Top 5 collectible toys

The toys we loved as children can now be worth huge sums if you were one of the few good (or strange) enough to keep them in their original box and in mint condition. Here's our top five collectible children's toys ever sold at auction.

5. Steiff bears

Steiff original Type 55 PB teddy bear
The original Steiff Type 55 PB would break all records should it ever surface

The teddy bear's name originates from president Theodore Roosevelt's famed hunting trip in 1902, on which he refused to shoot a bear cub that his men had beaten and tied to a tree. The incident soon became the topic of a political cartoon, which in turn inspired New York toymaker Morris Michtom to create "Teddy's Bear" - the world's first cuddly bear toy.

At approximately the same time in Germany, the Steiff company was already working on its own teddy bear, which was affectionately dubbed "Type 55 PB". Although they were certainly produced, none of these bears have ever been seen since, with rumours circulating that they were shipwrecked on their way to the US. One of these Type 55 PB bears would undoubtedly become the world's most expensive bear should it ever surface.

However, that title is already held by a Steiff bear. The company's millennium edition bears, of which only 41 were produced, were each individually dressed by a renowned designer. The Louis Vitton bear stands as the most expensive of the series, selling for $195,000 at a special auction on their release.

4.  Barbie dolls

The original Barbie doll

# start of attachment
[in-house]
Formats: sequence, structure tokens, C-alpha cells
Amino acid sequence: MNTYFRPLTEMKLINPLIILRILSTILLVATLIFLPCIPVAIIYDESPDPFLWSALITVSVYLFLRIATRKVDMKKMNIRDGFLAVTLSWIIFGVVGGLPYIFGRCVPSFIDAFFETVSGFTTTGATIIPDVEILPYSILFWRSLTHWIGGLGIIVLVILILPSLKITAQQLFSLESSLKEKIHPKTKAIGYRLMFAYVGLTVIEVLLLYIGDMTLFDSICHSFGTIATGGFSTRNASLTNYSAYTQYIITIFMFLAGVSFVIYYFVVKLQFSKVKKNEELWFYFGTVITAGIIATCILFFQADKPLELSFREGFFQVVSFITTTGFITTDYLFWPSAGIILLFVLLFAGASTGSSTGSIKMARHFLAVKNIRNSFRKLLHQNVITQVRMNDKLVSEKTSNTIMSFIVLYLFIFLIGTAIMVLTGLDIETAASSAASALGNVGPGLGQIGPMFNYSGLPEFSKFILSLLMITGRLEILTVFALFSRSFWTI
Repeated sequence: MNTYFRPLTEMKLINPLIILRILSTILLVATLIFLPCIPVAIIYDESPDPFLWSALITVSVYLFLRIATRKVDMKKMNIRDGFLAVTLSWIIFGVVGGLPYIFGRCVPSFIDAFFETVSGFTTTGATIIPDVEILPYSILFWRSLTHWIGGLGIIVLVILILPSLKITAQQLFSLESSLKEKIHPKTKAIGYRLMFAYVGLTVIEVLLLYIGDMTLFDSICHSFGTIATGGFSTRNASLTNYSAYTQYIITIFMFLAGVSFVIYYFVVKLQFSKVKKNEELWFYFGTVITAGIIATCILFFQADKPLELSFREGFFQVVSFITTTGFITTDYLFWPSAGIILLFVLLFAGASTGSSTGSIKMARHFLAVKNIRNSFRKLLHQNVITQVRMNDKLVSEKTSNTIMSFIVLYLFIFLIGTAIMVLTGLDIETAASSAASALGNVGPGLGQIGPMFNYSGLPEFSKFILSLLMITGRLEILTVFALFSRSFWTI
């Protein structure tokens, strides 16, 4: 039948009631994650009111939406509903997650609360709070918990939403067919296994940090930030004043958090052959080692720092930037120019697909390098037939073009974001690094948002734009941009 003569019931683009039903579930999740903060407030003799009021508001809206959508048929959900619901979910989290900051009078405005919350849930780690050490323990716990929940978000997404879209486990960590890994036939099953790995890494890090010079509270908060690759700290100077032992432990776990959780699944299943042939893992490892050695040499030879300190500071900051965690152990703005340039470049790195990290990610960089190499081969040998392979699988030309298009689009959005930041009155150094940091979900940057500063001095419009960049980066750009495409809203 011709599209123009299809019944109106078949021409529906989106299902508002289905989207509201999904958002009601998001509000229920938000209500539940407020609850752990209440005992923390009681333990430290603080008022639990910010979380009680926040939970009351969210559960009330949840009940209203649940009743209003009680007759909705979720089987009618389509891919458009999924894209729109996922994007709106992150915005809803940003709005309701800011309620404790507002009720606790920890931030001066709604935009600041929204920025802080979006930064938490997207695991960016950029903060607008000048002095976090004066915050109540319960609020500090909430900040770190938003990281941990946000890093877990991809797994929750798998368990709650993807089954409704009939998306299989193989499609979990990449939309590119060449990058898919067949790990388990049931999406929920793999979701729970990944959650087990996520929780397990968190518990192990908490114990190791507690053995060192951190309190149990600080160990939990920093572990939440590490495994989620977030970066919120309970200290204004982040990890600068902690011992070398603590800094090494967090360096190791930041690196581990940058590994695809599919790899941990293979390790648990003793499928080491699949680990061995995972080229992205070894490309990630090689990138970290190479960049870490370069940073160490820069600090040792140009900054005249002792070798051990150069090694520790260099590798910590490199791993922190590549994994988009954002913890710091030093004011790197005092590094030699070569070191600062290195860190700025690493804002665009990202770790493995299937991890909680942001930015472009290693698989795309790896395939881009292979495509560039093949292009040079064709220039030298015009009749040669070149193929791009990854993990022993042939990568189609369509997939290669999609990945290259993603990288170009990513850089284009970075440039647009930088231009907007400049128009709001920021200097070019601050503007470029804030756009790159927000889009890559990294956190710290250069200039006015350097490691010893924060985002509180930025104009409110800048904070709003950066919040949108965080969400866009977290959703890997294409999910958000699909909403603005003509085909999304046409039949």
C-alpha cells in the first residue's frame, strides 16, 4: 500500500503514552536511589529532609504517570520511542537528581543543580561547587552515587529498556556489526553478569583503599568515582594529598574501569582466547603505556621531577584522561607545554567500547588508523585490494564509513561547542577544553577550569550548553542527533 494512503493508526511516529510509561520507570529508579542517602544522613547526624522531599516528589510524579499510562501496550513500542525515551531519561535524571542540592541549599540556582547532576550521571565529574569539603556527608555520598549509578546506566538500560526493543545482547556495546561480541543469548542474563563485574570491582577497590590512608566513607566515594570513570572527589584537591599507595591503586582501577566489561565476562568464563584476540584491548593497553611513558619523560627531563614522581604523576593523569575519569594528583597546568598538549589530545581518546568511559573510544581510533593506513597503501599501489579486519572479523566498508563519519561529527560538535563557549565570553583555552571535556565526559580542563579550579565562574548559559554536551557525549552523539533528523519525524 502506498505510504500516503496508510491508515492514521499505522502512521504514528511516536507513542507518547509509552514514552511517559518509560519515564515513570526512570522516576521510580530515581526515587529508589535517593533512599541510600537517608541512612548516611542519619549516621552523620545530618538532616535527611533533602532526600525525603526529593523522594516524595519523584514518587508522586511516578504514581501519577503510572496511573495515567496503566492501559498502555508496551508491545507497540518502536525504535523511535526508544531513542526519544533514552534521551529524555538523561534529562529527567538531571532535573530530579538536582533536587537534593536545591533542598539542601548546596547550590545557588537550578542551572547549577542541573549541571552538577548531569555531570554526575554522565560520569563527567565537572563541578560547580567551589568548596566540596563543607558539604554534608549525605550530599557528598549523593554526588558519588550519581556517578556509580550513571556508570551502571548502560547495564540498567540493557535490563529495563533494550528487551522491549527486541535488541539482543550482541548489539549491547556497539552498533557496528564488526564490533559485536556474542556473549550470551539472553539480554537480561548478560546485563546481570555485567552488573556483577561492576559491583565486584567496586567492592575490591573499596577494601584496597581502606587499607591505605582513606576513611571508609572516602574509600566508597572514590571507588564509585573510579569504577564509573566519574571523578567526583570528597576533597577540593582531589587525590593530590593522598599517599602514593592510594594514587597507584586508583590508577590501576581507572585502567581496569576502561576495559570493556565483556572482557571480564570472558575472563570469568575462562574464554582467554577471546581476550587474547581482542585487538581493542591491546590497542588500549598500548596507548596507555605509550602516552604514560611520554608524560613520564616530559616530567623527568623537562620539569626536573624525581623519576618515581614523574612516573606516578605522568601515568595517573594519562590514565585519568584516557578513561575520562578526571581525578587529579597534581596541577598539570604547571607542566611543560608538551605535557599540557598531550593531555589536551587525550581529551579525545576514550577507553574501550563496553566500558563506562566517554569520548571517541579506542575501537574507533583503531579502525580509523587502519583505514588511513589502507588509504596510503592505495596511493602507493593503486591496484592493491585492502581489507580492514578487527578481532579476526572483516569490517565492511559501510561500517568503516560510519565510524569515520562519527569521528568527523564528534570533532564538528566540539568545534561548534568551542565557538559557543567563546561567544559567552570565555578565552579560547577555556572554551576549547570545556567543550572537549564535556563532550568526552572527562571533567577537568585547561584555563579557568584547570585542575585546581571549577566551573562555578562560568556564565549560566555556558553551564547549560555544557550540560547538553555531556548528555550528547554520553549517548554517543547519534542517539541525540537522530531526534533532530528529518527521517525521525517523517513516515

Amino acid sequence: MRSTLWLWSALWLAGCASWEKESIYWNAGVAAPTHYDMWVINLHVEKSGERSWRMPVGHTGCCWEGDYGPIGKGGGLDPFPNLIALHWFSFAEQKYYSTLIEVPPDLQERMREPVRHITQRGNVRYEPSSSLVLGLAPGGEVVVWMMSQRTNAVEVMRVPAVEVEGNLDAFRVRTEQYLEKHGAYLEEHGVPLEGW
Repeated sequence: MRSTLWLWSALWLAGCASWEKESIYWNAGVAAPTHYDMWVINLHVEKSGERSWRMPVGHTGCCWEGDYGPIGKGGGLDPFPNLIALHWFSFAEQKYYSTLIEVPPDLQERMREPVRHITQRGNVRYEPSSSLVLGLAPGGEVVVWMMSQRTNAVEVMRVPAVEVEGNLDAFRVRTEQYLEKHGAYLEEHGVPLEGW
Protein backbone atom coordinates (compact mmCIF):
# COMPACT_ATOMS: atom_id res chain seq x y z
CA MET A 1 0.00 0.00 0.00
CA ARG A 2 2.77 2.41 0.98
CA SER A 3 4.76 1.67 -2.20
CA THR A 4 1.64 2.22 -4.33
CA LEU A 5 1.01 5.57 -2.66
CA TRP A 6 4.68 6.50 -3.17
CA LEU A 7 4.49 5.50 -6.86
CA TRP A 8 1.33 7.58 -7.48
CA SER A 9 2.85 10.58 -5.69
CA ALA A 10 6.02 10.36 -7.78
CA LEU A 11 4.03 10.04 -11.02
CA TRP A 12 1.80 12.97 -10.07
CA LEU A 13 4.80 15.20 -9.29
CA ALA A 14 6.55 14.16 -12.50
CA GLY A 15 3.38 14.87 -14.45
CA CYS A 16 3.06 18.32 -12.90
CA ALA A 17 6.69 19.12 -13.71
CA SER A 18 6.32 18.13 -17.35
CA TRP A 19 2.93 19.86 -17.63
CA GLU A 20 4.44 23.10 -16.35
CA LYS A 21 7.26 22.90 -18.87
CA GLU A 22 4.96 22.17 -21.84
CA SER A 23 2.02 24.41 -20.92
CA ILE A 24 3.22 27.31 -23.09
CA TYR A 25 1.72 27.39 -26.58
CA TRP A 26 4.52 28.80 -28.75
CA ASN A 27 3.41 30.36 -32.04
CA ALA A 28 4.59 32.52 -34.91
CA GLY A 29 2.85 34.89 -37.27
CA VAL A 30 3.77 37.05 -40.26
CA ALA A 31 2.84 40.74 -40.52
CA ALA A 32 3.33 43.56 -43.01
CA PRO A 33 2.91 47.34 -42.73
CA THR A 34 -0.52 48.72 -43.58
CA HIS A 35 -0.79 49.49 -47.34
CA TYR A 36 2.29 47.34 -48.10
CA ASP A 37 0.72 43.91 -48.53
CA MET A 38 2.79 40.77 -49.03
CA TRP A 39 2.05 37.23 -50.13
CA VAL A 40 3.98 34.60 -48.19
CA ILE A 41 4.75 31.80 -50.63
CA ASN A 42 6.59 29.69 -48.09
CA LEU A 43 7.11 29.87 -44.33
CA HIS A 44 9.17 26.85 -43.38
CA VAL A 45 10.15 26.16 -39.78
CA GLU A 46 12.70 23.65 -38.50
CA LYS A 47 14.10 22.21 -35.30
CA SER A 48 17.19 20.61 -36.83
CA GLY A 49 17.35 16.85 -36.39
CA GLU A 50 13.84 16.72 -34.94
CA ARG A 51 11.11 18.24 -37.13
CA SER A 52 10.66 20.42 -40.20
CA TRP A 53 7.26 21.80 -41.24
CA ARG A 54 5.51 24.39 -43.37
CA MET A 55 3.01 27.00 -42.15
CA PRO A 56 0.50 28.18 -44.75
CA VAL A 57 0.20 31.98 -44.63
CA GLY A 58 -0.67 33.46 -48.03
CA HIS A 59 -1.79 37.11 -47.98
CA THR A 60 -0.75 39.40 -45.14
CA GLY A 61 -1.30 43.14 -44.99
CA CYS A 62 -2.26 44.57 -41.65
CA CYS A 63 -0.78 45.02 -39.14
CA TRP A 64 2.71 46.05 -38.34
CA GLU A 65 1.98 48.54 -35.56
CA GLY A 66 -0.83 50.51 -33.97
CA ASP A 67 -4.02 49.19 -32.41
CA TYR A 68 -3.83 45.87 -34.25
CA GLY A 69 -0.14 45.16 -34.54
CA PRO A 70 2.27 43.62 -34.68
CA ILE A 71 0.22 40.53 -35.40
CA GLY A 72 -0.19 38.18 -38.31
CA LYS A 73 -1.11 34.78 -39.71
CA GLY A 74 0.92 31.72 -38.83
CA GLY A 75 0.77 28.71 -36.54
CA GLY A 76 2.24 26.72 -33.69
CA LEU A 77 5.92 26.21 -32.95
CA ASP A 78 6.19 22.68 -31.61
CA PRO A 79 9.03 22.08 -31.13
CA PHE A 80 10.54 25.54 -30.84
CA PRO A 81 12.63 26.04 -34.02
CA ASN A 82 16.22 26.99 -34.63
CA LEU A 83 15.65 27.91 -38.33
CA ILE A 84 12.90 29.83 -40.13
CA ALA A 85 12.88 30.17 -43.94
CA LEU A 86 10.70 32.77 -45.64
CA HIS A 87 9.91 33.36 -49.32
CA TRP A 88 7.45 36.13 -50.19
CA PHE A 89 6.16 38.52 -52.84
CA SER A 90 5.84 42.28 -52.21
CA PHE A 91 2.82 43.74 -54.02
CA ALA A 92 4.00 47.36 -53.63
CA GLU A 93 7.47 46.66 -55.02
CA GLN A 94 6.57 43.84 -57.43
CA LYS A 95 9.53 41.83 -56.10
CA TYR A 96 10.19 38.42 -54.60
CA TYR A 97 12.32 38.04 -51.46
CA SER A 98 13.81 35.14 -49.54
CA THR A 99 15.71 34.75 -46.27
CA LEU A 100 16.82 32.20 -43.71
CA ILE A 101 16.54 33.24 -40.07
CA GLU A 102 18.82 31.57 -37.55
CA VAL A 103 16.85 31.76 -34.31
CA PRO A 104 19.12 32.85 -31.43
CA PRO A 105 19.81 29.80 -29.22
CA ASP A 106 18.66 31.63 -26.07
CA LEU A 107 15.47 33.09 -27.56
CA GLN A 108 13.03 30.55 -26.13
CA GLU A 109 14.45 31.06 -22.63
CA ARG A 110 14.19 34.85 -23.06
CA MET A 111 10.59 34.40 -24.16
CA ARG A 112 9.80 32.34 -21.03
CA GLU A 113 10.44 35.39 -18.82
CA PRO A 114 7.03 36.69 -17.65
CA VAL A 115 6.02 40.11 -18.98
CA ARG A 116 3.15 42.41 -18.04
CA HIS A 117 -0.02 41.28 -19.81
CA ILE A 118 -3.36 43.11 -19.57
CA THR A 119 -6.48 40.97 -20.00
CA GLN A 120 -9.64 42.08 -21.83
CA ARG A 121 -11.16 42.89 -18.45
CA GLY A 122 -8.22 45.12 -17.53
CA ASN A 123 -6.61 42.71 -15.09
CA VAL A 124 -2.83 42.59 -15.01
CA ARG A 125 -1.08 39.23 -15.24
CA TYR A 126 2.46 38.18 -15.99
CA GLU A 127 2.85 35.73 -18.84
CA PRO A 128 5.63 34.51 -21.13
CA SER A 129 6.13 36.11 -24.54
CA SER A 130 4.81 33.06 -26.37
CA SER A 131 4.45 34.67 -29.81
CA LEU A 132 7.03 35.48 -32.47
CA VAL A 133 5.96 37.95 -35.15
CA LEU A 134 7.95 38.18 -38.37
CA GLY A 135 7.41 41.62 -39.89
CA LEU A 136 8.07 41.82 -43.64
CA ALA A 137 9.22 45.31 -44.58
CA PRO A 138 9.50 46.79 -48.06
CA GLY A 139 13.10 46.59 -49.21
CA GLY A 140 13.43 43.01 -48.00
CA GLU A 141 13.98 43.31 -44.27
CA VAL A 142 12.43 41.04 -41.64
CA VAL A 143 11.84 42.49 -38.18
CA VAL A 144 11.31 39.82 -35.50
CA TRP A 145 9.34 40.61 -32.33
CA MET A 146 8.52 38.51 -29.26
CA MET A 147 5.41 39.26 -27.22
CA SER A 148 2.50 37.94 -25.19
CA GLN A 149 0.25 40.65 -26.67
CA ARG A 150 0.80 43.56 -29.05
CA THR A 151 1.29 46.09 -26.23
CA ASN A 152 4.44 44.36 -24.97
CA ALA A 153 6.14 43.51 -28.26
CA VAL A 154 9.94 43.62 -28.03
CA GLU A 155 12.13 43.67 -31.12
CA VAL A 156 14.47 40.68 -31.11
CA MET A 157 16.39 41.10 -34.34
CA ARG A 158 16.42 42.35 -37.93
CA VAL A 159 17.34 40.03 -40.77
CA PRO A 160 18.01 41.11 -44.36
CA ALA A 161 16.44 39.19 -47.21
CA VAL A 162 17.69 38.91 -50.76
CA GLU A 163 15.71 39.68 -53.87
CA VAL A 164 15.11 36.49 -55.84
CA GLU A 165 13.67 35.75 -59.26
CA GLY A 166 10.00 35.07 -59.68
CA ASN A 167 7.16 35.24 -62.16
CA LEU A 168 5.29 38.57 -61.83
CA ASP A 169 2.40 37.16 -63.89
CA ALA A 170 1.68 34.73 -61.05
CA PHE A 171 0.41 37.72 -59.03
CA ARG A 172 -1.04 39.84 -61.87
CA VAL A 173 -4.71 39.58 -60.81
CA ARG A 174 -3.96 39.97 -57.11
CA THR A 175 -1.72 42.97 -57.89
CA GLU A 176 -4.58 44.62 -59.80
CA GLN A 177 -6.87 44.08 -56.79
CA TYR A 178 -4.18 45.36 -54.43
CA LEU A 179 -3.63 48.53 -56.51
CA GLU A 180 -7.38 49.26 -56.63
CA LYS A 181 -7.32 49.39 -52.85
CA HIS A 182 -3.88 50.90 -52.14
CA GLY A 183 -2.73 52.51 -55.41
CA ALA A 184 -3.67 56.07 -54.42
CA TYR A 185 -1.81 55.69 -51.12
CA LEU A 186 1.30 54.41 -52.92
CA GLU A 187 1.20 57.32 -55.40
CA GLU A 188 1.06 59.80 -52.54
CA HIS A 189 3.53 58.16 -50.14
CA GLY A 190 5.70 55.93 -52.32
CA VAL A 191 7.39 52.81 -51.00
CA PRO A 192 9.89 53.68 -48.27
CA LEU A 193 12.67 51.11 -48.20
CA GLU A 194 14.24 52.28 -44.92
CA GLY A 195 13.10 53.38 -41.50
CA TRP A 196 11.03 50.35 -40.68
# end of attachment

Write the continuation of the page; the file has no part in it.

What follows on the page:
The original 1959 Barbie was issued in both Brunette and Blonde

Barbie, or Barbara Millicent Roberts, has long been the glamorous favourite of little girls across the world. This love is often carried through to adulthood, with collectors investing thousands to regain that glimpse of their youth.

Original Barbie dolls, first released in 1959, in mint boxed condition sell for around $4,000 today. However, it is the limited edition Barbie dolls that command the highest prices at auction. In 2010, a Barbie designed by Australian Stefano Canturi sold for $302,500 in a charity auction at Christie's. No ordinary doll, Barbie wore a simple black party dress, which was subtly offset by a necklace studded with a one carat pink diamond surrounded by three carat white diamonds.

3.) G I Joe action figure

G I Joe
America's movable fighting man

One for the boys and the male equivalent of a Barbie (it's an action figure, not a doll!), G I Joe was the first of his kind ever created. Produced by Don Levine in 1964 for toy manufacturing giant Hasbro, the three hand-carved prototypes were originally named Rocky, Skip and Ace.

One of these prototypes (unfortunately, we don't know his name) sold for $200,000 at Heritage Auctions in 2003. It was bought by noted toy collector Stephen A Geppi to be housed in his Geppi's Entertainment Museum in Baltimore, Maryland.

2.  Monopoly

Original Monopoly Board
Fancy playing a game against Malcolm Forbes?

Remember those rainy Sunday afternoons, when a sibling would drag out the tired old Monopoly board, ready to take all your worldly possessions and destroy your property empire yet again? We do, perhaps a little too well…

Then imagine if that sibling was media mogul Malcolm Forbes, one-time owner of the world's first Monopoly set. First produced in 1933 on a circular board with handmade hotels, Forbes' classic board game sold for $146,500 at Sotheby's in 2010, as part of his renowned toy collection.

1. Titania's Palace doll's house

Titania's palace doll's house
Sold for $256,500 in 1978

Sheer lavishness makes this one our number one. Taking 25 years to build, British author Sir Nevile Wilkinson finally finished this 18 room mansion in 1922, after filling it with tiny hand-carved mahogany furniture and around 3,000 miniature works of art.

It was sold at a Christie's sale in 1978 for an impressive $256,500, becoming the world's most expensive doll's house - a record that still stands today. Toy manufacturer Lego bought the stately house, displaying it at its Legoland attraction in Denmark for years, until it was removed in 2007. 

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